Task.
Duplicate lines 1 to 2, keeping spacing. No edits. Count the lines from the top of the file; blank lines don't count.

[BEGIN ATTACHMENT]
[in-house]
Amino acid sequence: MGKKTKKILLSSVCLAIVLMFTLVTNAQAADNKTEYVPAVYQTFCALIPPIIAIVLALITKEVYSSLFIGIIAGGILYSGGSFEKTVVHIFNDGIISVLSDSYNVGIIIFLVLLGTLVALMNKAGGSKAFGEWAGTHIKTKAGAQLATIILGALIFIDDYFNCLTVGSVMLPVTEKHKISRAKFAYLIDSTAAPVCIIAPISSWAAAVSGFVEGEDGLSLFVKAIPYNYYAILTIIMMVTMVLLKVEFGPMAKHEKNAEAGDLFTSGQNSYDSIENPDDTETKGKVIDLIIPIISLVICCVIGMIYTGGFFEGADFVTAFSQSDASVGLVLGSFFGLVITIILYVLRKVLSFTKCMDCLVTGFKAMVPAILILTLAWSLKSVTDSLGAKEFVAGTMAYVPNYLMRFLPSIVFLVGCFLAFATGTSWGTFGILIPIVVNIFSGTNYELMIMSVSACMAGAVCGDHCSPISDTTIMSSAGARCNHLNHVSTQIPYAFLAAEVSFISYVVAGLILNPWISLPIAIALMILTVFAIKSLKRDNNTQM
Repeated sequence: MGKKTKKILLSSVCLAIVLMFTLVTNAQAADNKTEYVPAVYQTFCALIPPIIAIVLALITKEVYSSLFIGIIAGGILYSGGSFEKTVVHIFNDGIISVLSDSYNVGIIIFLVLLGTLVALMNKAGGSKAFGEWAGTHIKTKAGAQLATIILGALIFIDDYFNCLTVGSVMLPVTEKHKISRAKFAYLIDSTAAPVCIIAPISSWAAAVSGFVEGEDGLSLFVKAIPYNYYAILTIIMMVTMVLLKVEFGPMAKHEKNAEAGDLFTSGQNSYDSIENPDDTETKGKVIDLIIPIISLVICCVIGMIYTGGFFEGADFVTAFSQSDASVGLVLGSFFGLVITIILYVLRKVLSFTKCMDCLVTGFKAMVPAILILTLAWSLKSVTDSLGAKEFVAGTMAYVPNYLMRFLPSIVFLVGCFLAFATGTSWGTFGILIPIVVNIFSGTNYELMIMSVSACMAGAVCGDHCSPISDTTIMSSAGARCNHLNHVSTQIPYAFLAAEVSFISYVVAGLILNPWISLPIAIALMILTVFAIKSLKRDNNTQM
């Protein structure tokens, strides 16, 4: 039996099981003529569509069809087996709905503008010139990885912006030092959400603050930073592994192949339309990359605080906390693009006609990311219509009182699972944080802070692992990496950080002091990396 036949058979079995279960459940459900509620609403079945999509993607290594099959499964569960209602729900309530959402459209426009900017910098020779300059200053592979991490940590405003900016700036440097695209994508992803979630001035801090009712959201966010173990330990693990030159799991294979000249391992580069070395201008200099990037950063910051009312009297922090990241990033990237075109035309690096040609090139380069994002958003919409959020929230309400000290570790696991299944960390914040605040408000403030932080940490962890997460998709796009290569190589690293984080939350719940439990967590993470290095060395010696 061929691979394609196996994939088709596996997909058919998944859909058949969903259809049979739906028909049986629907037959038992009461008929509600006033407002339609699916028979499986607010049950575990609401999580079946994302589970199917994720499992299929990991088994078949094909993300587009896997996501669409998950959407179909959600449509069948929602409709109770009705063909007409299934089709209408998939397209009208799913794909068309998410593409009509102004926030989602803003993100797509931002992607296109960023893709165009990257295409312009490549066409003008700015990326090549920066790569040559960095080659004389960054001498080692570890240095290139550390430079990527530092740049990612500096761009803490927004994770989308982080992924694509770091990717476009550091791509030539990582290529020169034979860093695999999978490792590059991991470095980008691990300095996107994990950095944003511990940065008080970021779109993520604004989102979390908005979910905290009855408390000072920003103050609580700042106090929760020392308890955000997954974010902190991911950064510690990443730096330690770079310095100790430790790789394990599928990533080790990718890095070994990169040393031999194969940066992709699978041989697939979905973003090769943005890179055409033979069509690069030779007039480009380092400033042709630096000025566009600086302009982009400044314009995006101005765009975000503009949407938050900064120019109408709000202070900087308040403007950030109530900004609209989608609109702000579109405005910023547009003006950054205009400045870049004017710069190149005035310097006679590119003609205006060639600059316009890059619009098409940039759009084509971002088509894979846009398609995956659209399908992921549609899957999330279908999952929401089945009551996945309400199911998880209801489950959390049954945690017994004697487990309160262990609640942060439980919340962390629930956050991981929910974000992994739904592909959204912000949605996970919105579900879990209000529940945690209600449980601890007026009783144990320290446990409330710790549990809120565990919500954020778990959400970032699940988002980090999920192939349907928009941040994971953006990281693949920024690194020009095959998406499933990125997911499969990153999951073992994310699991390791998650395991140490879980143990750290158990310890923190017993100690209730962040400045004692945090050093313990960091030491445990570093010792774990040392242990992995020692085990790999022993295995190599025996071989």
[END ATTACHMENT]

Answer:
[in-house]
Amino acid sequence: MGKKTKKILLSSVCLAIVLMFTLVTNAQAADNKTEYVPAVYQTFCALIPPIIAIVLALITKEVYSSLFIGIIAGGILYSGGSFEKTVVHIFNDGIISVLSDSYNVGIIIFLVLLGTLVALMNKAGGSKAFGEWAGTHIKTKAGAQLATIILGALIFIDDYFNCLTVGSVMLPVTEKHKISRAKFAYLIDSTAAPVCIIAPISSWAAAVSGFVEGEDGLSLFVKAIPYNYYAILTIIMMVTMVLLKVEFGPMAKHEKNAEAGDLFTSGQNSYDSIENPDDTETKGKVIDLIIPIISLVICCVIGMIYTGGFFEGADFVTAFSQSDASVGLVLGSFFGLVITIILYVLRKVLSFTKCMDCLVTGFKAMVPAILILTLAWSLKSVTDSLGAKEFVAGTMAYVPNYLMRFLPSIVFLVGCFLAFATGTSWGTFGILIPIVVNIFSGTNYELMIMSVSACMAGAVCGDHCSPISDTTIMSSAGARCNHLNHVSTQIPYAFLAAEVSFISYVVAGLILNPWISLPIAIALMILTVFAIKSLKRDNNTQM